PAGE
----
“The Birth of the King!”
First Presbyterian Church of Blackwood
21 E. Church Street
Blackwood, NJ 08012
Sermon Notes (Christmas Day, Sunday, December 25, 2022)
Rev. Dr. Mouris A. Yousef, Pastor
“The Birth of the King!”
I have always asked myself how we as Christians should celebrate Christmas. In other words, away from the commercialized, materialized, and secularized Christmas, what is the proper way to celebrate the birth of our Lord and Savior? In our own culture, Christmas means parties, gifts, carols, big meals, a decorated tree, and of course last-minute shopping.
While I would venture to say that these things are not objectionable in themselves, none of them has anything to do with the circumstances surrounding the birth of Christ. Yet the principle of celebrating the coming of Christ to the world is certainly a good idea. So how should we celebrate Christmas? How should we celebrate this great day? The simple and most obvious answer is this. You should celebrate Christmas by becoming a Christian. After all, this is why Jesus came to the earth. He was born to be a Savior. And until you can call Him “my Savior,” you will never fully understand what Christmas is all about.
Fortunately, there are some Scripture passages that give us some insights of how we should celebrate the birth of our Lord. One of those passages is the shepherds’ encounter with the newborn King in Like chapter 2. This is a story that most of us know by heart. So on this Christmas Day I would like to share very briefly three responses of those who first heard the news that Christ had been born. Each verse tells of a different response, and the three responses together tell us how to celebrate Christmas—not just in December but all year long.
Luke 2:17 states, “When they had seen him, they spread the word concerning what had been told them about this child.” Luke tells us that the shepherds “spread the word.” They heard and saw the spectacular angelic revelation. Then when they went to Bethlehem they discovered the Savior of the world. They couldn’t keep silent. They did what all Christians should do. They told others what they had seen and heard. They “spread the word” about Jesus. When you get down to it, that’s all evangelism is. It’s telling the good news about Jesus Christ to someone else. Good news is for sharing. That’s what the shepherds did. That’s what all of us are called to do. This is the first way we can all celebrate Christmas.
Luke 2:18 tells us, “And all who heard it were amazed at what the shepherds said to them.” I’m sure that “amazed” is a mild word to describe the reaction of those who heard the shepherds. The story itself would sound incredible—the part about hearing an angelic choir in the middle of the night, not to mention finding the Son of God in a manger.
Wondering or amazed here describes a kind of awe that comes from seeing God at work in the world. In the deepest sense all the acts of God are grounds for holy wonder since everything he does has the stamp of the divine on it. From Genesis to Revelation, God’s acts call us to wonder, yet, chief among them is His incarnation.
Christmas is indeed a cause for holy wonder. How can it be that God should become a man? How can a King be born in a manger? How could the world ignore His coming? You ought to be amazed at Christmastime. If you managed to go through this Christmas season without ever pausing to think about the wonder of it all, then you have missed the reason we celebrate Christmas in the first place. I think regaining that lost sense of wonder is important.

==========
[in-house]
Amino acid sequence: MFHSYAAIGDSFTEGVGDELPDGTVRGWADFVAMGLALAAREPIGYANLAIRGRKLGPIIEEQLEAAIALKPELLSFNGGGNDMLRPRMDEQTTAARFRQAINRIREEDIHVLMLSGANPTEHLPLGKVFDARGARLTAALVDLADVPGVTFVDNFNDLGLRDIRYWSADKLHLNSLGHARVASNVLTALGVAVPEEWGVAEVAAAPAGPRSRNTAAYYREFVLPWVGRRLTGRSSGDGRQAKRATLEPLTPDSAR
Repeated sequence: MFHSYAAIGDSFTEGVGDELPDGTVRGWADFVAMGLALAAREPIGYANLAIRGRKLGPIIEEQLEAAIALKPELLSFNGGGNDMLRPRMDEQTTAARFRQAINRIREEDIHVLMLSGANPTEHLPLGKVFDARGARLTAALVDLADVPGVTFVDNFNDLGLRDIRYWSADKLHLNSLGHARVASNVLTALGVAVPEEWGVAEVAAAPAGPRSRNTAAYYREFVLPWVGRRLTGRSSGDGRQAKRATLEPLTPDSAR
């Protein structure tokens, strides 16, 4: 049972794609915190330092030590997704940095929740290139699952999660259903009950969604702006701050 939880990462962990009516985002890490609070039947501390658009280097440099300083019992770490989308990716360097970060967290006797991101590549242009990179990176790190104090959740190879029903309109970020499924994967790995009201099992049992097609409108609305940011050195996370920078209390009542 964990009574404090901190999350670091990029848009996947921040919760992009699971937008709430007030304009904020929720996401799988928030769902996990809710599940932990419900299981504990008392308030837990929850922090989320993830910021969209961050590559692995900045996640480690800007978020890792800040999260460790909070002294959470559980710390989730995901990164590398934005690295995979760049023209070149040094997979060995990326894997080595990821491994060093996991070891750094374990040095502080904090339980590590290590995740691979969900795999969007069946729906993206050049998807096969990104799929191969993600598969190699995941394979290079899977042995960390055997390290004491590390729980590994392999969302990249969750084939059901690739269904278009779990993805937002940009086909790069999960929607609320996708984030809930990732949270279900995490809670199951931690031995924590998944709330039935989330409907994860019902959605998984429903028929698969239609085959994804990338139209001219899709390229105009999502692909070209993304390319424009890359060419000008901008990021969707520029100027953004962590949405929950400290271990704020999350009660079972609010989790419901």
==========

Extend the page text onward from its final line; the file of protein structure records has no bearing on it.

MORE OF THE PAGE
Luke 2:20 continues to say, “The shepherds returned, glorifying and praising God for all the things they had heard and seen, which were just as they had been told.” Luke tells us that the shepherds were profoundly changed by what they had experienced. What a difference a day makes. On the day before Christ was born, they were in the fields tending their sheep. On the day after he was born, they were back in the fields once again. Only this time their hearts were filled with praise to God.
The shepherds were overwhelmed by God’s power, his grace, his goodness, his wisdom, and the amazing miracle of the Incarnation. They simply couldn’t stop talking about what they had seen and heard. And note where they did it. The text does not say that they glorified God in the temple, though that would have been appropriate. No, it says they “returned” to where they had been. Back to the tiring and unappreciated work of caring for sheep. They were back where they were when the angel found them in the first place.
The shepherds did so must we. Christmas eventually ends for all of us. Soon enough we will take down the tree, pack away the ornaments, and either use our gifts or take them back to the store to be exchanged. In a few days the children will go back to school and life will return to normal. But will we be changed by Christmas? For the shepherds, the work was the same, but they were different. They went back with new zeal, new joy, and new love for God in their hearts.
Friends, people sometimes wish they could keep the Christmas spirit all year long. I truly believe that the greater truth of Christmas is meant to warm our hearts all year long. Would you like Christmas to last all year long? It can if you will do what the shepherds did. Go back to where you came from. Back to your office. Back to your classroom. Back to your factory. Back to your neighborhood. Back to your job. Back to your family duties. Go back to your daily routine. And as you go back, spread the word, ponder the great works of God, and give glory to God in your daily life. Do these things and you will have Christmas all year long. Merry Christmas, Church Family.
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